Boca Raton Wastewater Woes Warrant Federal Intervention
Effluent Discharges Fouling Waterways While Florida DEP Looks the Other Way
Tallahassee — A pattern of serious sewage-related violations by the City of Boca Raton needs federal intervention because state officials have refused to enforce clean water laws, according to a formal complaint filed today by Public Employees for Environmental Responsibility (PEER) with the U.S. Environmental Protection Agency (EPA). The PEER complaint cites two dozen violations involving millions of gallons of untreated raw sewage or improperly discharged wastewater coupled with state officials consistently blocking appropriate penalties.
Although the City of Boca Raton has a permit allowing it to legally discharge millions of gallons of treated wastewater each day directly into the Atlantic Ocean and two non-marine outflows, the city has repeatedly violated that permit. In one example, the city illegally discharged 25 million gallons of treated wastewater into the El-Rio Canal. Rather than seek a tough sanction, Mike Sole, the Secretary of the Florida Department of Environmental Protection (DEP), intervened to quash the imposition of a fine even though the DEP case manager had recommended a $36,000 fine due to the serious environmental harm
The PEER complaint details 24 violations by Boca Raton but state penalties were imposed in only two of those cases, and even those penalties were significantly reduced. Problems include –
- Raw sewage discharged into the Intracoastal Waterway and other water-bodies;
- Improperly “reclaimed” wastewater containing toilet paper, worms and other solid materials; and
- Cross-contamination of drinking water with wastewater.
“What is going on inside the Boca Raton municipal treatment facility is both nauseating and a threat to public health and our environment,” stated Florida PEER Director Jerry Phillips, a former DEP enforcement attorney who filed the complaint. “In Boca Raton, business as usual is flouting Florida’s environmental laws, except when forced to comply.”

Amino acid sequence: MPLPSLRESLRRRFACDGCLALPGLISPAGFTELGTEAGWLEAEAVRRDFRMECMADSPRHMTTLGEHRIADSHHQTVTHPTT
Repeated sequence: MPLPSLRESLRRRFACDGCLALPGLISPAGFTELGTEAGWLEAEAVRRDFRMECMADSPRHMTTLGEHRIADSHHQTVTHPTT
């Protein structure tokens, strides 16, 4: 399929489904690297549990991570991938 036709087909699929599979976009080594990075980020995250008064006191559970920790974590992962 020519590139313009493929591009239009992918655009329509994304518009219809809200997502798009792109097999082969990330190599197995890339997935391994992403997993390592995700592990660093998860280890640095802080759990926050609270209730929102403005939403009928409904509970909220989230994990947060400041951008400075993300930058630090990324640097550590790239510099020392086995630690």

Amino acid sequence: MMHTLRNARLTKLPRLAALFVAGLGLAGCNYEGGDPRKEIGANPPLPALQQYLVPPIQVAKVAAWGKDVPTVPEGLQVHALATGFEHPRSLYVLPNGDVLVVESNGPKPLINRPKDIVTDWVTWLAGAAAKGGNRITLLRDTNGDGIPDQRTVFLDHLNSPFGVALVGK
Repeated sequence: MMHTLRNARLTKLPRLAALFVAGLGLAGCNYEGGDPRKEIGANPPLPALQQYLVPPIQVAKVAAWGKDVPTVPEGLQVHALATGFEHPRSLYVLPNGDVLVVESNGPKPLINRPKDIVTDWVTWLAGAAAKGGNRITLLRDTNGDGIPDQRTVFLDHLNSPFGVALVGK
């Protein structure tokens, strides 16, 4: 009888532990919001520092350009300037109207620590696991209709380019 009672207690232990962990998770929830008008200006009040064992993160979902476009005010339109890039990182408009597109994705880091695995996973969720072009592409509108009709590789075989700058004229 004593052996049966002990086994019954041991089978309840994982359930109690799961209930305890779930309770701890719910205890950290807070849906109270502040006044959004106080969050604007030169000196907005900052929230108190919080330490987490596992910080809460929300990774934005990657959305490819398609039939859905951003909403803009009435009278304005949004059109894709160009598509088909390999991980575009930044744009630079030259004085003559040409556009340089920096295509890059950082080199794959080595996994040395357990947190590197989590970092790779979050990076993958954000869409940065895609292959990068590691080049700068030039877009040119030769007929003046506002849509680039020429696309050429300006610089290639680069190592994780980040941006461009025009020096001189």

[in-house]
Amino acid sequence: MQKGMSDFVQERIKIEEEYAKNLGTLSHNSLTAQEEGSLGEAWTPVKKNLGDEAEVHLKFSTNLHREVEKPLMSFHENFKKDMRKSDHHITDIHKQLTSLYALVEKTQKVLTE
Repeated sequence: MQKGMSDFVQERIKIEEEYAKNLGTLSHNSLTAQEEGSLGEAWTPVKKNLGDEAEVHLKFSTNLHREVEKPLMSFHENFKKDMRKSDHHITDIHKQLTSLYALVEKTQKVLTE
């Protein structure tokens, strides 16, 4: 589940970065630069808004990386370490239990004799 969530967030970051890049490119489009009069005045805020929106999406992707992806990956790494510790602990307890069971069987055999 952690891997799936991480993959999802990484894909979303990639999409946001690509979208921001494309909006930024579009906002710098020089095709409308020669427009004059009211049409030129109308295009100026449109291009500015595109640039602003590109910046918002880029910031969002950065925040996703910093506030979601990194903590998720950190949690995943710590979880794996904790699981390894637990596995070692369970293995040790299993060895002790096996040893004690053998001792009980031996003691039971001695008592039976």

The PEER “overfile” complaint was filed with the acting EPA Regional Administrator in Atlanta seeking to invoke EPA’s concurrent authority to enforce the Clean Water Act. It demands that EPA immediately take jurisdiction over (i.e., overfile) the case in order to protect public health and the environment and maintain the credibility of the federal program. If problems remain unaddressed, PEER can appeal the matter to EPA’s Assistant Administrator for Enforcement and Compliance Assurance in Washington.
“We have amassed piles of documentation evidencing a litany of pollution violations covering a wide variety of problems yet the only consistent pattern is the DEP looking the other way,” added Phillips, noting that many of the disclosures are based upon Boca Raton’s own records that were amassed by members of the public, in addition to a former employee who was fired for reporting the conditions to state authorities. “The responsible officials should be required to drink only water that comes out of the Boca Raton wastewater treatment facility for the next year.”